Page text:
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Date: Tue, 5 Jan 2016 16:29:21 -0800
From: Kees Cook <>
To: Laura Abbott <>
Cc: Dave Hansen <>, Christoph Lameter <>, 
	"" <>, Pekka Enberg <>, 
	David Rientjes <>, Joonsoo Kim <>, 
	Andrew Morton <>, Linux-MM <>, 
	LKML <>
Subject: Re: [RFC][PATCH 6/7] mm: Add Kconfig option for
 slab sanitization

On Tue, Dec 22, 2015 at 11:13 AM, Laura Abbott <> wrote:
> On 12/22/15 10:19 AM, Dave Hansen wrote:
>> On 12/22/2015 10:08 AM, Christoph Lameter wrote:
>>> On Tue, 22 Dec 2015, Dave Hansen wrote:
>>>>> Why would you use zeros? The point is just to clear the information
>>>>> right?
>>>>> The regular poisoning does that.
>>>> It then allows you to avoid the zeroing at allocation time.
>>> Well much of the code is expecting a zeroed object from the allocator and
>>> its zeroed at that time. Zeroing makes the object cache hot which is an
>>> important performance aspect.
>> Yes, modifying this behavior has a performance impact.  It absolutely
>> needs to be evaluated, and I wouldn't want to speculate too much on how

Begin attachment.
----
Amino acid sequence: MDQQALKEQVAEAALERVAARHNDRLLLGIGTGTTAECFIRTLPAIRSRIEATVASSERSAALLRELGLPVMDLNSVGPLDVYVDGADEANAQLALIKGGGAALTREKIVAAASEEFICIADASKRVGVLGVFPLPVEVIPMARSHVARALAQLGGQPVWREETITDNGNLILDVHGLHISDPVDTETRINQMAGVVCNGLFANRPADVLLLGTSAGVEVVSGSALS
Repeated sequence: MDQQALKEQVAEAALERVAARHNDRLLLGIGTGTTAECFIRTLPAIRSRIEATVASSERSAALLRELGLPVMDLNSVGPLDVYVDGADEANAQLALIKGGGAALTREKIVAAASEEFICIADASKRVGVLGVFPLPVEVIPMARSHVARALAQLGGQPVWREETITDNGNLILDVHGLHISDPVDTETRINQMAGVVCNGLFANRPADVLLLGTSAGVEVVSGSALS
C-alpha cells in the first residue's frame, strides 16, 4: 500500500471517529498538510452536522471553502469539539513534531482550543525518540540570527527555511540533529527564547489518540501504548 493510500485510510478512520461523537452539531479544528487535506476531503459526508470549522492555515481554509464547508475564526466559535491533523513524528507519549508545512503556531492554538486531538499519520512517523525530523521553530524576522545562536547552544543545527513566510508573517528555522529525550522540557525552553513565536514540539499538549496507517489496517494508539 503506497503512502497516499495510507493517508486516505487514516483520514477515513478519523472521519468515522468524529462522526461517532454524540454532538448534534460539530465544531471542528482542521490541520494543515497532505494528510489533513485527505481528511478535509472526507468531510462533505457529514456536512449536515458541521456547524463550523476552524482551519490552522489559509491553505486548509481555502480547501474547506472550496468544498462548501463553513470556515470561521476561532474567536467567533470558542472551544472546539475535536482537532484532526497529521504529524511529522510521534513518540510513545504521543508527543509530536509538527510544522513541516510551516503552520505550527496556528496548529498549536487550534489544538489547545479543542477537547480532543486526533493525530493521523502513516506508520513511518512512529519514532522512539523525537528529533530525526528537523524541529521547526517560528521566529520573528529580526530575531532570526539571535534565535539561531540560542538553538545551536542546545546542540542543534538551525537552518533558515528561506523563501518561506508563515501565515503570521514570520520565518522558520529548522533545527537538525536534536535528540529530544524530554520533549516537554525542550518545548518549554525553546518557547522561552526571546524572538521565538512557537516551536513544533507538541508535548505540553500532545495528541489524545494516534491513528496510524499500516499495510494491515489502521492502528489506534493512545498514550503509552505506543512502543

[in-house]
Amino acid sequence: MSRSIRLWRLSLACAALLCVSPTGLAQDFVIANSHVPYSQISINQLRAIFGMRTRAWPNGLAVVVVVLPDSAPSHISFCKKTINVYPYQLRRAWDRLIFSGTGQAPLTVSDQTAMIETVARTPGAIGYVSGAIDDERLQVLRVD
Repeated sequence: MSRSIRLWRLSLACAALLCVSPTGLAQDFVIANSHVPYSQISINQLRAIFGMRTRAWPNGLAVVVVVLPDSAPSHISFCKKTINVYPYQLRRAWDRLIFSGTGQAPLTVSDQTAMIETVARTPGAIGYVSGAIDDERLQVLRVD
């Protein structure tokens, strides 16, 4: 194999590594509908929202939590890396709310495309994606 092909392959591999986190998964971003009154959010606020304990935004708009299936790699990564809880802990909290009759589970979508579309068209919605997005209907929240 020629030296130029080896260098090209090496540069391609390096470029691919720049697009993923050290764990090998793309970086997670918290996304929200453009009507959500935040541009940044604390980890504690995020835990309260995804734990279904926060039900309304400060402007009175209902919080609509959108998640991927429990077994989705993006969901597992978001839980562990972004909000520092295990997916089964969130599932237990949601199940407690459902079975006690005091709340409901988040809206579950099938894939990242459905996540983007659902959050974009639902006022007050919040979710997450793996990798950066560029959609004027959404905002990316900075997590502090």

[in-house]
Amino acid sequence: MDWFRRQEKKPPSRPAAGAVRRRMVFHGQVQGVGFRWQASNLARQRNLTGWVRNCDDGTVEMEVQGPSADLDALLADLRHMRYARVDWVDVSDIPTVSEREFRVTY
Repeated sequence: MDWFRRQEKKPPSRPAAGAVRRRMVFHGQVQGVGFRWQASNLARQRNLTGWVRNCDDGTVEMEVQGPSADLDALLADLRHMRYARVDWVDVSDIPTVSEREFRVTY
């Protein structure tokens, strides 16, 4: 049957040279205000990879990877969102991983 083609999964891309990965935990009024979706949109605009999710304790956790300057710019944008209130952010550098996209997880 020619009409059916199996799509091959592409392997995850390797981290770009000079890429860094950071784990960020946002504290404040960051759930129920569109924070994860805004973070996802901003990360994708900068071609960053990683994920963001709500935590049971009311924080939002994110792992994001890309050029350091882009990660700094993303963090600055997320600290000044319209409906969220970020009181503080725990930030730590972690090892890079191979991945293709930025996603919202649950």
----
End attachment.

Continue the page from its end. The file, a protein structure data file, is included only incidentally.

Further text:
>> good or bad any of the choices are.
>> Just to reiterate, I think we have 3 real choices here:
>> 1. Zero at alloc, only when __GFP_ZERO
>>     (behavior today)
>> 2. Poison at free, also Zero at alloc (when __GFP_ZERO)
>>     (this patch's proposed behavior, also what current poisoning does,
>>      doubles writes)
>> 3. Zero at free, *don't* Zero at alloc (when __GFP_ZERO)
>>     (what I'm suggesting, possibly less perf impact vs. #2)
> poisoning with non-zero memory makes it easier to determine that the error
> came from accessing the sanitized memory vs. some other case. I don't think
> the feature would be as strong if the memory was only zeroed vs. some other
> data value.

I would tend to agree. If there are significant perf improvements for
"3" above, that should be easy to add on later as another choice.


Kees Cook
Chrome OS & Brillo Security

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